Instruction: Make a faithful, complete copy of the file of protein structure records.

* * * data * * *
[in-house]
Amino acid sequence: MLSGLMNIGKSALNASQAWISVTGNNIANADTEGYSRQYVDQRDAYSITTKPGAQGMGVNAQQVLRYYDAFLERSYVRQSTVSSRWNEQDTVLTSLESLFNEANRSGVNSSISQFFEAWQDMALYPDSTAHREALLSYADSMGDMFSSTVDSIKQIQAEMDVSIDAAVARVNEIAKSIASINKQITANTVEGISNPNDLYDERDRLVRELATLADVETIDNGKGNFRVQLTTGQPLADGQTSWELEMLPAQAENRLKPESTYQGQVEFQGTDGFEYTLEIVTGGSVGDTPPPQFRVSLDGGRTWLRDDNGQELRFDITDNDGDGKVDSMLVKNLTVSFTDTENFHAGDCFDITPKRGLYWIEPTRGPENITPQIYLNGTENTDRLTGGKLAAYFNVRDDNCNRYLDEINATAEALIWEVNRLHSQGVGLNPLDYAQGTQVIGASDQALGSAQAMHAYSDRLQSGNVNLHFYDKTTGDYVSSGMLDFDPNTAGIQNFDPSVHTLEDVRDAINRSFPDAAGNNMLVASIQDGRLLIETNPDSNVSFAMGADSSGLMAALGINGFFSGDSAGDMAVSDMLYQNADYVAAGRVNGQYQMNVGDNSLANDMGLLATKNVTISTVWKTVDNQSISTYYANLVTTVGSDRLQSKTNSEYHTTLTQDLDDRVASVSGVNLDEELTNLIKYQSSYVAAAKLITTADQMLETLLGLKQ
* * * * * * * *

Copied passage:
[in-house]
Amino acid sequence: MLSGLMNIGKSALNASQAWISVTGNNIANADTEGYSRQYVDQRDAYSITTKPGAQGMGVNAQQVLRYYDAFLERSYVRQSTVSSRWNEQDTVLTSLESLFNEANRSGVNSSISQFFEAWQDMALYPDSTAHREALLSYADSMGDMFSSTVDSIKQIQAEMDVSIDAAVARVNEIAKSIASINKQITANTVEGISNPNDLYDERDRLVRELATLADVETIDNGKGNFRVQLTTGQPLADGQTSWELEMLPAQAENRLKPESTYQGQVEFQGTDGFEYTLEIVTGGSVGDTPPPQFRVSLDGGRTWLRDDNGQELRFDITDNDGDGKVDSMLVKNLTVSFTDTENFHAGDCFDITPKRGLYWIEPTRGPENITPQIYLNGTENTDRLTGGKLAAYFNVRDDNCNRYLDEINATAEALIWEVNRLHSQGVGLNPLDYAQGTQVIGASDQALGSAQAMHAYSDRLQSGNVNLHFYDKTTGDYVSSGMLDFDPNTAGIQNFDPSVHTLEDVRDAINRSFPDAAGNNMLVASIQDGRLLIETNPDSNVSFAMGADSSGLMAALGINGFFSGDSAGDMAVSDMLYQNADYVAAGRVNGQYQMNVGDNSLANDMGLLATKNVTISTVWKTVDNQSISTYYANLVTTVGSDRLQSKTNSEYHTTLTQDLDDRVASVSGVNLDEELTNLIKYQSSYVAAAKLITTADQMLETLLGLKQ